So why not give the buzzer/bung technique a try. Simply use a 13ft fluorocarbon tippet material of around 8lb and fish directly into a light wind. Use this setup with a floating fly line and allow your flies to drift back dead drift, with no drag, or straight down the wind. The goal is to keep them totally static. Once you see the slightest movement in the bung, lift the rod straight away. You will be anticipating a positive take and observing the bung 'going under' however try striking when there is the slightest movement of the bung, and you will be surprised by how many more fish you will hook up.

Catch Bigger Trout in the Bung
For more information on how to fish buzzers or fishing the bung, you can visit us instore at Glasgow Angling Centre or Edinburgh Angling Centre where our friendly helpful stuff can advise you on the best setups.  Alternatively you can call us on 0141 212 8880.

This article was brought to you in association with Trout Fisherman Magazine.


Friday, 19 May 2017

Fishingmegastore Fish of the Month Entry May 2017 - River Pike!

Robert Cochrane caught this cracking Pike from a Scottish River on a float fished Smelt bait! The fish was safely returned after a quick photo!
You can vote for this picture to win on Facebook by selecting it in our April 2017 FOTM gallery HERE and hitting the 'Like' button! Don't forget to share all your favourite entries to help them win too!

If you would like to enter our Fishingmegastore Fish of the Month Competition and have the chance to win £100 to spend at GAC, simply send us a photograph of you and your catch, when and where you caught your fish, and what tackle and method you used. You can also enter instore - just ask any member of staff for assistance. The best entries will be featured on both our Blog and Facebook page! 

Fishingmegastore Fish of the Month Entry May 2017 - On the Dries!

Young Andrew Porter caught this Brown Trout on a small black dry fly, safely released after a photo!
You can vote for this picture to win on Facebook by selecting it in our April 2017 FOTM gallery HERE and hitting the 'Like' button! Don't forget to share all your favourite entries to help them win too!

If you would like to enter our Fishingmegastore Fish of the Month Competition and have the chance to win £100 to spend at GAC, simply send us a photograph of you and your catch, when and where you caught your fish, and what tackle and method you used. You can also enter instore - just ask any member of staff for assistance. The best entries will be featured on both our Blog and Facebook page!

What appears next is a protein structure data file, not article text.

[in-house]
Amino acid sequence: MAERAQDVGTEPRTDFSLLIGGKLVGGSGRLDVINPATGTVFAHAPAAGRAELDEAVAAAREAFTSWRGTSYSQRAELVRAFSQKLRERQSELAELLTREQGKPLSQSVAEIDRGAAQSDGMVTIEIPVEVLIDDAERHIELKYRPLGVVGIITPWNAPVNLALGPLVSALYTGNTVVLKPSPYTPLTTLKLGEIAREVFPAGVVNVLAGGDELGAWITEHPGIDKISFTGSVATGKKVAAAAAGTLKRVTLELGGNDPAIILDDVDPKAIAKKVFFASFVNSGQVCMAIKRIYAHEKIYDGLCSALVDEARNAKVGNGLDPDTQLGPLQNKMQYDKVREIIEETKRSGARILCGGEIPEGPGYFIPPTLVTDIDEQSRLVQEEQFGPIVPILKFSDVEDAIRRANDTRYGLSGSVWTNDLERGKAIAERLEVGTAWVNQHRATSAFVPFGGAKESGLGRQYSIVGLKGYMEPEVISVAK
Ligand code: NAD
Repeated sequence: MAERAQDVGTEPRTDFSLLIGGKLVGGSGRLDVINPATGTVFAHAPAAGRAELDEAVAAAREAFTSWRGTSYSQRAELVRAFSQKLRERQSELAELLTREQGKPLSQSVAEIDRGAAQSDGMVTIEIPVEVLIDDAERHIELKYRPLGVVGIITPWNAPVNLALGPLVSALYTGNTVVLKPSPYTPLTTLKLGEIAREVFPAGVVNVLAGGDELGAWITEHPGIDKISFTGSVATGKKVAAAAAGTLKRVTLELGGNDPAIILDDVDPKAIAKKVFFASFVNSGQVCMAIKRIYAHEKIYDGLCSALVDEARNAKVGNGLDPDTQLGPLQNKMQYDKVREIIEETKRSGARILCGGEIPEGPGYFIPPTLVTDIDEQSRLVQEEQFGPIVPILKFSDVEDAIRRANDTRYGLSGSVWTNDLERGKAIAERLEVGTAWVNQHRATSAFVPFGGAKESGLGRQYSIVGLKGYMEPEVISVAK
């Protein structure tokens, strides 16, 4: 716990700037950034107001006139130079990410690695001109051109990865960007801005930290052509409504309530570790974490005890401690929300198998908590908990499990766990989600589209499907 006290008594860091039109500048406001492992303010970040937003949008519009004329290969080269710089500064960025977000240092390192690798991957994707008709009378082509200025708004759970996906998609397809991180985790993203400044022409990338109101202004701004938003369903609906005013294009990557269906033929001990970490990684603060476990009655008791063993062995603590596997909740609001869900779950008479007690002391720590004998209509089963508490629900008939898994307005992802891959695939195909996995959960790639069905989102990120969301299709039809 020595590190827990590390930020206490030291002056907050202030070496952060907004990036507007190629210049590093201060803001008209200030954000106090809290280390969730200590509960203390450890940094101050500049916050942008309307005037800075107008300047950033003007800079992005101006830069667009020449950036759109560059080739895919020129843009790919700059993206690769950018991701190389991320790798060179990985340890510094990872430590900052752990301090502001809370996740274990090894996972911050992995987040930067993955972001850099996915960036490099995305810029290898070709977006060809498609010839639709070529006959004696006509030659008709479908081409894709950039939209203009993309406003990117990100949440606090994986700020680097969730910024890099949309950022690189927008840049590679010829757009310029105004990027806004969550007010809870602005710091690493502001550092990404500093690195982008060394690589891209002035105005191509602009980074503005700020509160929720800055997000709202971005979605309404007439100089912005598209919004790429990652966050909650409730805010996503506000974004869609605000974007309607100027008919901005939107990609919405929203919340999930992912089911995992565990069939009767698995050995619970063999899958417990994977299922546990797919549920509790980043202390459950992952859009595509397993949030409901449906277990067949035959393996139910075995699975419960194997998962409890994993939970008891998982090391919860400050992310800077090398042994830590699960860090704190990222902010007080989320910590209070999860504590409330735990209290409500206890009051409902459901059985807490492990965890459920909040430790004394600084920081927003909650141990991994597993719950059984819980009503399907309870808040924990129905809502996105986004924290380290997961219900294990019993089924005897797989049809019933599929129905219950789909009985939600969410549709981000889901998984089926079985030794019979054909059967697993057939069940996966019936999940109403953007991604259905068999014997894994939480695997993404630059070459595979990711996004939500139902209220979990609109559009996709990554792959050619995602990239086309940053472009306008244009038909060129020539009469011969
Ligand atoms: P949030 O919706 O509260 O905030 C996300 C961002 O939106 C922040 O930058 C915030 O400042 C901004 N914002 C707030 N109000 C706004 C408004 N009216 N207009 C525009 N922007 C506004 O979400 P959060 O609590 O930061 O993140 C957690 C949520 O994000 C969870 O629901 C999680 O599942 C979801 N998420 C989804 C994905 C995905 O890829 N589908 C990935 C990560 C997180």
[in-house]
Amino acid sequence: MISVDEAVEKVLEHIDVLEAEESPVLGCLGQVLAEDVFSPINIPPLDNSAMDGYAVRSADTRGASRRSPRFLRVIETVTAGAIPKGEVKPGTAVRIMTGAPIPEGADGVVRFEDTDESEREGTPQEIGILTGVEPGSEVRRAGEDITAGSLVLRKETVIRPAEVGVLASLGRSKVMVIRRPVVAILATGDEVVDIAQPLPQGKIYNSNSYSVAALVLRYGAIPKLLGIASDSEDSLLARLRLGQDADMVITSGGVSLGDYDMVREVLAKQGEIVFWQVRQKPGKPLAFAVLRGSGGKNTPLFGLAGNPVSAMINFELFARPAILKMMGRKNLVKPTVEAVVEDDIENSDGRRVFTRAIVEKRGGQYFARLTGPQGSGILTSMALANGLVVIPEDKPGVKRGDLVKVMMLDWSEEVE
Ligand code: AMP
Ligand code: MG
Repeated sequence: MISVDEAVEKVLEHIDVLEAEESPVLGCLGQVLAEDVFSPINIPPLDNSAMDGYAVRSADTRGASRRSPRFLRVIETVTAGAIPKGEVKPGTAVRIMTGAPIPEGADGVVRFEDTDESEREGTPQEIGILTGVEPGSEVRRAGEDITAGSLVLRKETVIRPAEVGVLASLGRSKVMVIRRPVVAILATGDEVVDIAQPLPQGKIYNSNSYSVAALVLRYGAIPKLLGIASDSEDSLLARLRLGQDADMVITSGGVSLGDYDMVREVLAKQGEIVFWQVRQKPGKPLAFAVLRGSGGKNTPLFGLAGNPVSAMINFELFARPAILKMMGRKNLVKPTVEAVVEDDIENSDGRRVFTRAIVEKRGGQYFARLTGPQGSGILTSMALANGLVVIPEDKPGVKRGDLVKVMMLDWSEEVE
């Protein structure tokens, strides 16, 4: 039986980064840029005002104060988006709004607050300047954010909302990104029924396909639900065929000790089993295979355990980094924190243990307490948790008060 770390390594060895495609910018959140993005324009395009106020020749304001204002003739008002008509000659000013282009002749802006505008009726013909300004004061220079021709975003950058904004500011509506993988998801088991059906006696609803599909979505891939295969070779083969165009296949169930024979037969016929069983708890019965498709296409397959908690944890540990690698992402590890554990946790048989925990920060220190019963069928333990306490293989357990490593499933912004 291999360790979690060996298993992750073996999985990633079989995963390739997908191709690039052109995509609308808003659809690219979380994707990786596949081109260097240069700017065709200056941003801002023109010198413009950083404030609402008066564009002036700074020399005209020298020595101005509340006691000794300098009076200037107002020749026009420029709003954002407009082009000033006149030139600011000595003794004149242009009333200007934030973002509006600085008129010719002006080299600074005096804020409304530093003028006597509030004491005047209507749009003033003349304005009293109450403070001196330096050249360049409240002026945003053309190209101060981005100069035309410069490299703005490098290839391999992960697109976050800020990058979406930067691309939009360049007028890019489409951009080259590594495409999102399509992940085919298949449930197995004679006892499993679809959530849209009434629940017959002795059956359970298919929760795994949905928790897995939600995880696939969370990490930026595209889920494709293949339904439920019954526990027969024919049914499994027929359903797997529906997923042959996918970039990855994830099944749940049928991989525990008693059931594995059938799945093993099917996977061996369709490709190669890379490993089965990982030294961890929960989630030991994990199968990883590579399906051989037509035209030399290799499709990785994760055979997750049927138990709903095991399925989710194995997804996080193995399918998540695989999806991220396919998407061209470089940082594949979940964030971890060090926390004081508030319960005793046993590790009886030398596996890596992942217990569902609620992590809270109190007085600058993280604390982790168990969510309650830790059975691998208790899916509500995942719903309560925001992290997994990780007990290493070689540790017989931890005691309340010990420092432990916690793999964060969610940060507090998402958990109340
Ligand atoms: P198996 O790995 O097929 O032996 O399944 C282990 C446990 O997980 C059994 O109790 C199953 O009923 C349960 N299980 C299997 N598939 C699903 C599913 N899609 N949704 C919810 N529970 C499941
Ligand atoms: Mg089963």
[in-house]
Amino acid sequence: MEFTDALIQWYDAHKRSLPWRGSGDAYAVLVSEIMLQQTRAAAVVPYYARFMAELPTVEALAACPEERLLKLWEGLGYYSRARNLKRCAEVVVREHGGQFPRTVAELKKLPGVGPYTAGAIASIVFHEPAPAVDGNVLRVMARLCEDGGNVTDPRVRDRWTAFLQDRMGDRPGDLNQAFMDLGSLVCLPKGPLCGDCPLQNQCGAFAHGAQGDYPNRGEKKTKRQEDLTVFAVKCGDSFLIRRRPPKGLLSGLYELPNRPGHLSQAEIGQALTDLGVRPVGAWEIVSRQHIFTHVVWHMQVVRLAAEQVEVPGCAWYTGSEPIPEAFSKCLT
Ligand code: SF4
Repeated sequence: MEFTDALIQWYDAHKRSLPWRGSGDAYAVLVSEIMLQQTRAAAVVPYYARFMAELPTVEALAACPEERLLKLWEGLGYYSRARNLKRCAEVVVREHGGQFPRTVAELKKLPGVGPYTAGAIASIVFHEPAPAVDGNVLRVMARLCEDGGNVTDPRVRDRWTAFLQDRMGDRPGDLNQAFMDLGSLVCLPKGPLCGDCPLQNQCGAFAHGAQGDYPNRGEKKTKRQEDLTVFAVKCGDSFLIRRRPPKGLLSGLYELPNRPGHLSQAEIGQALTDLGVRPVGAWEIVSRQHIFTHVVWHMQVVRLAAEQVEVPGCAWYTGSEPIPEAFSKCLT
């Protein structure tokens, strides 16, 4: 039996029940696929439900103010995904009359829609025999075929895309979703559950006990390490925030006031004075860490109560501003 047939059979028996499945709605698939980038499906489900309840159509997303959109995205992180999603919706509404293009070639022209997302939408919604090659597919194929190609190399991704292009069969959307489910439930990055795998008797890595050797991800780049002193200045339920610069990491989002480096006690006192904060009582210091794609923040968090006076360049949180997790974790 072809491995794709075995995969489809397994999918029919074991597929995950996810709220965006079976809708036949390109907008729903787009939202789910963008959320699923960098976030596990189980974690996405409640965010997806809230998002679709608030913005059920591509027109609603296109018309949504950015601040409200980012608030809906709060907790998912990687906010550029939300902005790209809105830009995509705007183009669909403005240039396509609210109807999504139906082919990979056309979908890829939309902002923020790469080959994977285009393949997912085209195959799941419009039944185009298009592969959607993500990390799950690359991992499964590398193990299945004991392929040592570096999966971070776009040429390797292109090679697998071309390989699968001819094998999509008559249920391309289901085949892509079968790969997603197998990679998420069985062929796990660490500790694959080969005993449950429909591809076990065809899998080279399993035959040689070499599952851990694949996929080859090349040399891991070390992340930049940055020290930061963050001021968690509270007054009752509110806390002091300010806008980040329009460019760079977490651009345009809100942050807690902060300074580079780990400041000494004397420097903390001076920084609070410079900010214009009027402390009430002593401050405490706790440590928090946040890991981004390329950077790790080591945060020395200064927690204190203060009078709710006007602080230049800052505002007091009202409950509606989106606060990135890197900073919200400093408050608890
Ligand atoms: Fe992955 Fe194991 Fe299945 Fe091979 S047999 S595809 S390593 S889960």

Fishingmegastore Fish of the Month Entry May 2017 - Loch Damph Trout!

Ben Mathieson with a big Brown Trout from Loch Damph, taken on a size 10 Silver Butcher!
You can vote for this picture to win on Facebook by selecting it in our April 2017 FOTM gallery HERE and hitting the 'Like' button! Don't forget to share all your favourite entries to help them win too!

If you would like to enter our Fishingmegastore Fish of the Month Competition and have the chance to win £100 to spend at GAC, simply send us a photograph of you and your catch, when and where you caught your fish, and what tackle and method you used. You can also enter instore - just ask any member of staff for assistance. The best entries will be featured on both our Blog and Facebook page! 

Thursday, 18 May 2017

Tick Prevention & Lyme Disease

Ticks & Lyme Disease
Remember getting ticks at school? It helped reinforce what we were learning. For example, when learning to write you had to create sentences with a selection of words. So if your word was “fish,” in your best handwriting you would write something along the lines of “The fish swims in a bowl.” Sometimes the writing task was to reinforce a concept, idea or fact. This involved writing a word or sentence out 5 or so times to ingrain the concept.

In each case, if the standard was acceptable to the teacher you would receive a tick; a symbol of approval indicating you had grasped the word, learned the skill or accepted the concept. However, something that is really worth learning and needs reinforcing is that not all ticks are a symbol of approval! On the contrary. If you get a Tick bite in the countryside, you could end up getting Lyme Disease.


What is a Tick


Ticks are spider-like wee beasties that like to suck the blood out of you. They can be found in gardens, woods, moorland, grassland, heather, and vary in size. If you are an angler, dog-walker, hunter, camper or hillwalker, you should be aware that some Ticks - not all - carry Lyme Disease which is a serious bacterial infection with severe consequences.

Adult Sheep Tick


A Tick begins life as an egg which then progresses to larvae, nymph and then adult. Contrary to what you may believe, it's more common for the nymph to bite you, not the adult. To the naked eye, a nymph looks like a small seed and not far off the size of a full stop. As the nymph is so small, it's so easy for it to go undetected.  Therefore you should always be vigilant.